For instance, he decried the criminalization of nonviolent drug offenders and made comments that seemed to support the rescheduling of cannabis — one of the key provisions in a new bill pushed by likely Republican presidential candidate Rand Paul.
But Obama also seemed uncomfortable with the idea that legalizing pot is the most important issue for many young people.
This last part of his response troubles at least one major figure on the national marijuana scene.
VICE founder Shane Smith, who interviewed Obama, broached the subject of cannabis by saying marijuana legalization was the most-suggested interview topic by visitors to the VICE website — and that if Obama got behind it, the change would represent arguably his most important legacy as far as young people are concerned.
Obama balked at that.
"First of all, it shouldn't be young people's biggest priority," he said. "Sometimes on the White House website and petitions, we get the same.
"Let's put it in perspective," he continued. "Young people, I understand this is important to you. But you should be thinking about climate change, the economy, jobs, war and peace. Maybe way at the bottom, you should be thinking about marijuana."
Nonetheless, Obama then went on to address the issue in a detailed manner.
"I separate out the issue of the criminalization of marijuana from encouraging its use," he told Smith. "I think there's no doubt that our criminal-justice system in general is so heavily skewed toward cracking down on nonviolent drug offenders that it has not just had a terrible effect on many communities, particularly communities of color, rendering a lot of folks unemployable because they've got felony records.... It costs a huge amount of amount of money to the states — and a lot of states are starting to figure that out.
"But what I'm encouraged by is we're starting to see not just liberal Democrats but also some very conservative Republicans recognize this doesn't make sense — including the Libertarian wing of the Republican party. So we may actually be able to make some progress on the decriminalization side.
"At a certain point, if enough states end up decriminalizing, then Congress may reschedule marijuana."
This comment may be the furthest Obama's gone on the subject, and after making it, he instinctively drew back to some degree.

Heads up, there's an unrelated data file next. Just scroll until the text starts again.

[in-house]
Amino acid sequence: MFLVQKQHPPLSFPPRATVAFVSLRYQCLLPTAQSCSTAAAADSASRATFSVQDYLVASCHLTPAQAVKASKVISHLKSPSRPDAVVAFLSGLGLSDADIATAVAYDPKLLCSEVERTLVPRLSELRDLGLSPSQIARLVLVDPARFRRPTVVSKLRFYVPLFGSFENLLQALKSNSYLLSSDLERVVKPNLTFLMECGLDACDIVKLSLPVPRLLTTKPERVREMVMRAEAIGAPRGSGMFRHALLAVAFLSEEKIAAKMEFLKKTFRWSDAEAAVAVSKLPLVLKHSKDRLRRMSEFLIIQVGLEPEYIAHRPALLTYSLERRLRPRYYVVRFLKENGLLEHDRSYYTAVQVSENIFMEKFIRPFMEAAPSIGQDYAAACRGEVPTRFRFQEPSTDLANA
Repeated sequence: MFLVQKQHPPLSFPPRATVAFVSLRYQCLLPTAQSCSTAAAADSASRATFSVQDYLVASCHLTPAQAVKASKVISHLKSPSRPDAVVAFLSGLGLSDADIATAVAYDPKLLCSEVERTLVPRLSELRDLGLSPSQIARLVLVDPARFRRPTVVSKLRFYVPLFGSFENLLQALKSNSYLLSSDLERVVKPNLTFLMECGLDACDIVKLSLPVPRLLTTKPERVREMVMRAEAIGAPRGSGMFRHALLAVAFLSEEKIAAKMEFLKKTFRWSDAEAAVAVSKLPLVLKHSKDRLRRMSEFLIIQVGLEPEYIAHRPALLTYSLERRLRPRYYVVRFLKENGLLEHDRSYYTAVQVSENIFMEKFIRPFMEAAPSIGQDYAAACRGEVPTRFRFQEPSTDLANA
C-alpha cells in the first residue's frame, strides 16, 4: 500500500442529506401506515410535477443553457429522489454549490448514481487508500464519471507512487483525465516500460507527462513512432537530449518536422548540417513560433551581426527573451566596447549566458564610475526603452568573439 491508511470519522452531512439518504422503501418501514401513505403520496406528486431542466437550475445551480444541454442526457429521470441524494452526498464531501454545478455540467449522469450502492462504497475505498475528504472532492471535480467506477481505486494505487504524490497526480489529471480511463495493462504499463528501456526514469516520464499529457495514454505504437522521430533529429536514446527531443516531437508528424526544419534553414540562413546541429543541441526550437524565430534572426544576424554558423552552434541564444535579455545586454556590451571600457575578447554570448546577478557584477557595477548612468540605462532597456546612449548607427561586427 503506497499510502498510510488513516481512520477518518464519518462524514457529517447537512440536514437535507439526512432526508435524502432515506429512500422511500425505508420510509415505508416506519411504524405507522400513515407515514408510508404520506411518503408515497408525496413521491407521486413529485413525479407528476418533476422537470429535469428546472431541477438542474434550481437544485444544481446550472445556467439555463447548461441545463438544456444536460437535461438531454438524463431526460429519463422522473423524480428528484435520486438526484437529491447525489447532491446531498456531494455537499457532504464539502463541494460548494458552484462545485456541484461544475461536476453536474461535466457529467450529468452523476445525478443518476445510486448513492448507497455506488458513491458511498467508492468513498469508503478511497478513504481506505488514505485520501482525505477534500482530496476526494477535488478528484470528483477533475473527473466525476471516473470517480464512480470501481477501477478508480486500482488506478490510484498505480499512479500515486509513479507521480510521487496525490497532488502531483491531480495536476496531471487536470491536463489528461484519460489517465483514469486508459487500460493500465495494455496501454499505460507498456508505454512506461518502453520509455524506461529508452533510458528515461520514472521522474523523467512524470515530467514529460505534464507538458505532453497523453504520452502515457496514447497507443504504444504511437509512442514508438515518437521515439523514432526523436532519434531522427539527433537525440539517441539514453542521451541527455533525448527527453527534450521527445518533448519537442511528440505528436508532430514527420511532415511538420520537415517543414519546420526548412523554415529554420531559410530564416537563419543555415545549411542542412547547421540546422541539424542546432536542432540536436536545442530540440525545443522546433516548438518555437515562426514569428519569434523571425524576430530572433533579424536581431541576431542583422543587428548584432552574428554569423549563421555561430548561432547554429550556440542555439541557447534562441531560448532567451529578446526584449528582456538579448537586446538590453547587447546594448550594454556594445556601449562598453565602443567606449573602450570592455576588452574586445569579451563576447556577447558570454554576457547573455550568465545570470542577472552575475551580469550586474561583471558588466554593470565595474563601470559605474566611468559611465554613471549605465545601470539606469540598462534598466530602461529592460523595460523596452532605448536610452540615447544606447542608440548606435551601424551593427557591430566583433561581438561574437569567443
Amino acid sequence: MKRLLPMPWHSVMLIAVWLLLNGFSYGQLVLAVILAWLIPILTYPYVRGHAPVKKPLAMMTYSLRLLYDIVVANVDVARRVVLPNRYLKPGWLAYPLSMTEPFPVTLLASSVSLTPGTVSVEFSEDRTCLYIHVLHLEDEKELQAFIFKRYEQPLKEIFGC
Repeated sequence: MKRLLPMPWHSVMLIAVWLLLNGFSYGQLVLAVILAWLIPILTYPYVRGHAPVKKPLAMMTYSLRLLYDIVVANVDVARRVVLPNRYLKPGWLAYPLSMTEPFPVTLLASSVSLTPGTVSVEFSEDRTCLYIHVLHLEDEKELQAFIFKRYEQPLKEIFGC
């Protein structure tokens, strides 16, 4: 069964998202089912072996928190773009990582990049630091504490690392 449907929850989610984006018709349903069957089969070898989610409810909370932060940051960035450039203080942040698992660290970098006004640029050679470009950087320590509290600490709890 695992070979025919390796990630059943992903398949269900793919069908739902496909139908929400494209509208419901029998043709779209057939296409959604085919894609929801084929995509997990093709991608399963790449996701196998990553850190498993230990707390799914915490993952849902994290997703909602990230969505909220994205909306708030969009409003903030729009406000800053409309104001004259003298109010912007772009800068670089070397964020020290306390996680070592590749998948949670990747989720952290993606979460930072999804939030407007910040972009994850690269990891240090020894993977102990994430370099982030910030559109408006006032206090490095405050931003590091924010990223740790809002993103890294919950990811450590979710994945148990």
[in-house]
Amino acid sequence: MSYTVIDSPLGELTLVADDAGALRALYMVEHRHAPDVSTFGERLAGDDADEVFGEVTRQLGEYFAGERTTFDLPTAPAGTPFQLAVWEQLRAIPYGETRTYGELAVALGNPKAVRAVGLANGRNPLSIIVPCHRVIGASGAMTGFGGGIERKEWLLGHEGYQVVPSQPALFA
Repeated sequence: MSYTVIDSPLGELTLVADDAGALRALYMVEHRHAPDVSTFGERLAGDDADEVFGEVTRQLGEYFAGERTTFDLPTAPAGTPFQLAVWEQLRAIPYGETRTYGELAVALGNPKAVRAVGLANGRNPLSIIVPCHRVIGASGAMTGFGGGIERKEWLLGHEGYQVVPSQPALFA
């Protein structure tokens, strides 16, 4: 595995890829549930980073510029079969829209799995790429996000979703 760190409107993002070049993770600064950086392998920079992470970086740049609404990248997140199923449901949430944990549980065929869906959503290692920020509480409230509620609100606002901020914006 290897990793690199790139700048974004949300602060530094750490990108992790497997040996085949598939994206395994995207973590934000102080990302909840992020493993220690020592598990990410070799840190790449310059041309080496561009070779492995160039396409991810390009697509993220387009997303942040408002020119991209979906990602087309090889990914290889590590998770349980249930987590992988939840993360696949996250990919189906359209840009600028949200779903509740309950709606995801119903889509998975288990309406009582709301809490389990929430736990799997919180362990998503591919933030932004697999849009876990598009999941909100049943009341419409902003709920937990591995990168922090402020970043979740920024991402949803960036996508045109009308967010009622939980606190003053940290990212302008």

"I always say to folks, legalization or decriminalization is not a panacea. Do you feel the same about meth? Do you feel the same way about coke? How about crack? How about heroin? There is a legitimate concern about the overall effects this has on society, and particularly vulnerable parts of society.... Substance abuse generally, legal and illegal, is a problem. But locking someone up for twenty years is probably not the best sentence."
How does the Marijuana Majority's Tom Angell feel about Obama's remarks? Mixed, as is clear in this statement he shared with Westword.
“The president is right that as voters force more and more changes to state marijuana laws, national policymakers will have no choice but to catch up," he writes. "But he should think again about how important this issue is.
"On average, there's a marijuana possession arrest in the U.S. about every minute," Angell maintains. "Billions of dollars are wasted on enforcing prohibition laws that don’t stop anyone from using marijuana but do ruin people’s lives with damaging criminal records. And the black market is controlled by drug cartels and gangs that use violence to protect their profits.
"This is a serious issue, and the president needs to treat it as such," he concludes. "In fact, his administration can reschedule marijuana without any further Congressional action needed. He should do that.”
From Angell's perspective, the ball is in Obama's court. Here's the complete VICE interview. The section about marijuana takes place just shy of the fifteen-minute mark.
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